Smells Like A Church

I‘ve been feeling a lot of anxiety lately. I stopped at the Catholic supply store in Houston and picked up a new incense. The wafting smoke calms me and takes me to a quiet place in my head. This new French amber grains is sweeter and softer than the usual Jerusalem scent I have had in the past. I rather like it; I have found a new favorite.

My daughter coughs as she walks through the clouds of smoke.
 Her older brother– having served on the altar for many years –calls out from his bedroom, “It’s cleaning out your lungs!”
 “That doesn’t make any sense!” she cries back.
” I tell her that it’s purging the devil out of her lungs, to which she confidently replies, “I don’t have the devil in my lungs!”
 “Then why are you coughing?!” calls back her brother.

This house –home to my little domestic church –is a wreck. The kitchen pantry shelves are in the dining room, and the dresser I am going to use in the master bathroom is also in the dining room. Half the dining tile is broken and subfloor is exposed. All the kitchen subfloor is exposed. Stacks of the pine flooring we plan to install are scattered throughout the kitchen, the dining room, and the hallway.

My bathroom is gutted, with bare sheetrock and half the subfloor finished.
 The bathtub and the toilet are in my bedroom.
 Boxes of the contents of the broken china cabinet are stacked in the classroom.
The six of us are sharing a bathroom. The shower in that one bathroom is out of commission. One child took a shower in the backyard this evening, another took one at a friend’s house. The rest of us took baths and tried our best to not get the wall with holes in the grout wet.

It’s chaos.

I work in my kitchen and I see chaos. I sit in the dining room and feel chaos. My mind is chaos.

“Be nothing solicitous; but in everything, by prayer and supplication, with thanksgiving, let your petitions be known to G-d,” I say this aloud. I say it again. I think it, I breathe it. I know it. 
But I have a physiological response to the chaos surrounding me. The chaos, however, isn’t as striking when seen through the smoke of the incense.

I use essential oils to help me through anxiety. I have also tried Vodka…
 but I rather like the effect the aromatic clouds have on me. Perhaps because it takes me to the stained glass, the Tabernacle, the Sacraments… I’m not there physically, but somehow my body takes it in, and the air, though it is filled with smoke, is clean and sweet and easy to breathe.

It won’t smell like a church in the morning when it is time to make the coffee to fuel my day and face the chaos.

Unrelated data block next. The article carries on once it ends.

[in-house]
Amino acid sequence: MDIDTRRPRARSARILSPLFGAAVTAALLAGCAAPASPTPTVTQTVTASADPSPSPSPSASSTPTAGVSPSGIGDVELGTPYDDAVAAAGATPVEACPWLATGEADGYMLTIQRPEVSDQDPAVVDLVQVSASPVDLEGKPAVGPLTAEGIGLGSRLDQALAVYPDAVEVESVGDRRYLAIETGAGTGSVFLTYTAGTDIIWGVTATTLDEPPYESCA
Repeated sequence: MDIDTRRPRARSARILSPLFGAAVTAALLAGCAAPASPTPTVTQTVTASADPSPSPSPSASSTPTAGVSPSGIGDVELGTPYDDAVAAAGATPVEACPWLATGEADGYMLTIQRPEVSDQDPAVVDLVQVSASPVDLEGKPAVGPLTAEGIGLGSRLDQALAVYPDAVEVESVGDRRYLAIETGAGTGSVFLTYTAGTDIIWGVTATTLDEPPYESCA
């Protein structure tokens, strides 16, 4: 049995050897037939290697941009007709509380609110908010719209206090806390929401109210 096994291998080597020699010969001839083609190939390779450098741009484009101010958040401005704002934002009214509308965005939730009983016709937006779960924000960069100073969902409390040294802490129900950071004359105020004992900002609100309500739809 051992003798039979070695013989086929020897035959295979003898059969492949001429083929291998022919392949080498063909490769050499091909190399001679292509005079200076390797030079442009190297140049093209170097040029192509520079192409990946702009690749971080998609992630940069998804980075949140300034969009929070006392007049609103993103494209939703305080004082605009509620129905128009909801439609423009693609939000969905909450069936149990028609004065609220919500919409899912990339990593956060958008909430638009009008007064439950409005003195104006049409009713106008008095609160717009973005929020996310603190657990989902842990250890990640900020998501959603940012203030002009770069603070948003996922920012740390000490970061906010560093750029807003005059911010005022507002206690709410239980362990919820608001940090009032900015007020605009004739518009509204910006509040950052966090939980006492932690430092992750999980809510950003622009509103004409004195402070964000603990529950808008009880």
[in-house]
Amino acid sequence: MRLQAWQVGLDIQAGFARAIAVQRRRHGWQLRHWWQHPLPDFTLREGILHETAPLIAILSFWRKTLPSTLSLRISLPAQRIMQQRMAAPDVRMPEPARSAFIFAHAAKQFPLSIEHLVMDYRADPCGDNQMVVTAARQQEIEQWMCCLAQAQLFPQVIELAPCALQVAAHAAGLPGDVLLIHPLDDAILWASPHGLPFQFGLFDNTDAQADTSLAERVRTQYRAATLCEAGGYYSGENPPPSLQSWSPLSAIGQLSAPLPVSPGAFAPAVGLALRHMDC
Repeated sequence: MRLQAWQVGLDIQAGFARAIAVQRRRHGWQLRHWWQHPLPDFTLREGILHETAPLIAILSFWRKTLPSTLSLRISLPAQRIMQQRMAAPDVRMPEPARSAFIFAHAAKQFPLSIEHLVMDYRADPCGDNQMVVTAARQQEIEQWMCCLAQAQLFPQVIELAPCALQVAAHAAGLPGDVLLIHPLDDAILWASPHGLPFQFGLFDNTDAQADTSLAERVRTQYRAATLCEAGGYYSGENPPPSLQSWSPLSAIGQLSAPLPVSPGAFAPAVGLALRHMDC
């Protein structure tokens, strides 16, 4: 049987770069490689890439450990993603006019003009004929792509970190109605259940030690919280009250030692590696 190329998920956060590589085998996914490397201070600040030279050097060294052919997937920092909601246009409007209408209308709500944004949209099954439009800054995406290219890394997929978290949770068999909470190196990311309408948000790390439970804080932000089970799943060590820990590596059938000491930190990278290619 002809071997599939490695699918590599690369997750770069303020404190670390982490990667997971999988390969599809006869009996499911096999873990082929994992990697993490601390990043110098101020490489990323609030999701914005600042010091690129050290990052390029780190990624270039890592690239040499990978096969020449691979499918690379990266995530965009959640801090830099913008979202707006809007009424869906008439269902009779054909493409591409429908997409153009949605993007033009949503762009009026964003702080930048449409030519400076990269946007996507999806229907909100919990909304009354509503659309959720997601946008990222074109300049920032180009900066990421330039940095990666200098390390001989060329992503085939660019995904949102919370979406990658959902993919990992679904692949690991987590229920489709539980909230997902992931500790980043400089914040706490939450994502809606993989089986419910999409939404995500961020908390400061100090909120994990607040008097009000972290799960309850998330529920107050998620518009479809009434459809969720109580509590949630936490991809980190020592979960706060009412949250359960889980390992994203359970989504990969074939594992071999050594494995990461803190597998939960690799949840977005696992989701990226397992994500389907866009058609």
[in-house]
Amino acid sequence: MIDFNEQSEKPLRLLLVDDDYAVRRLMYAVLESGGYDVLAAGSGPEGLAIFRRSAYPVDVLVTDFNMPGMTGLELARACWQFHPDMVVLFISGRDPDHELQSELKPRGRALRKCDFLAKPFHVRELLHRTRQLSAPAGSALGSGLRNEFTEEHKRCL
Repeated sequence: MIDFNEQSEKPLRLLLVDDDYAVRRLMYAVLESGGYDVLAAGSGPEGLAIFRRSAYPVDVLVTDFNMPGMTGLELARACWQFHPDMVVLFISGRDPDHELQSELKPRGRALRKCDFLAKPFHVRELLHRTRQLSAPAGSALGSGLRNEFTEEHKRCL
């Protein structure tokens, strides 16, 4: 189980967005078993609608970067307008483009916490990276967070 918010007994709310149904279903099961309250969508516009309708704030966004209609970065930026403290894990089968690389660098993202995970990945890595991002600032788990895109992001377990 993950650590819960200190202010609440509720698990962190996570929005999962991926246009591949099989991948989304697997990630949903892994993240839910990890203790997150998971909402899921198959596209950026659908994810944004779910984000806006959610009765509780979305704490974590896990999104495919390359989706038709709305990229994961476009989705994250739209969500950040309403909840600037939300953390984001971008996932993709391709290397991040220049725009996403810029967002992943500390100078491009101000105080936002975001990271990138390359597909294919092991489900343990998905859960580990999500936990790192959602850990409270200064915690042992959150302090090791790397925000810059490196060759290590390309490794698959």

As the smoke subsides, the sound of crickets drifts through my bedroom window and I am reminded of the late hour. As I drift off, the scent of the incense will fade. It won’t smell like a church in the morning when it is time to make the coffee to fuel my day and face the chaos. But the embers of the charcoal and French amber will still be on my dresser, reminding me that regardless of the misplaced bathtub, the boxes and the cracked grout and broken shower head, my home is still my little domestic church, and these little blessings –the ones who bathe awkwardly, make themselves vulnerable in a friend’s home, or shower outside with the garden house without complaining –are a little congregation depending on me to sort through this chaos for them and with them. At least I have my incense to light if I need to blur the lines of the wreck with smoke (and if worse comes, I have Vodka too).


Linda Turner
Linda Turner
Linda is a part-time hospice chaplain and counselor, and a full-time mother. She earned her Bachelor of Science with studies in Human Services, Corrections, and Criminal Justice, and her MS in Mental Health with an emphasis on grief and bereavement. Linda is certified as an End-of-Life Doula through the University of Vermont and trained as a labor and birth doula.  Her writing focuses on themes of healing, compassion, and moving forward through trials, drawing from her life experiences as a Catholic home-schooling single mom, as a mother of a childhood cancer survivor, a mother of a child with neuro-biological disorders,  and with her ministry as a photographer with Now I Lay Me Down To Sleep, elder care, and hospice. Linda is further studying end-of-life issues through the lens of the Catholic Church and welcomes open discussions on the topic.  She lives in the Texas countryside in a fixer-upper farmhouse with her flocks of children, rabbits and chickens, one German Shepherd- and far too many cats.

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  1. That’s so beautiful, Linda. Somehow I know you will rise above the chaos and overcome the unfinished floors and walls. I can’t imagine the rewards you will have because of how you have used your gifts to care for your children and pour into their spirits. I would love to read more stories about your journey through your single handed remodeling while homeschooling.

    • I truly appreciate your encouragement, Jane. Sometimes imagining those rewards is what keeps me going forward!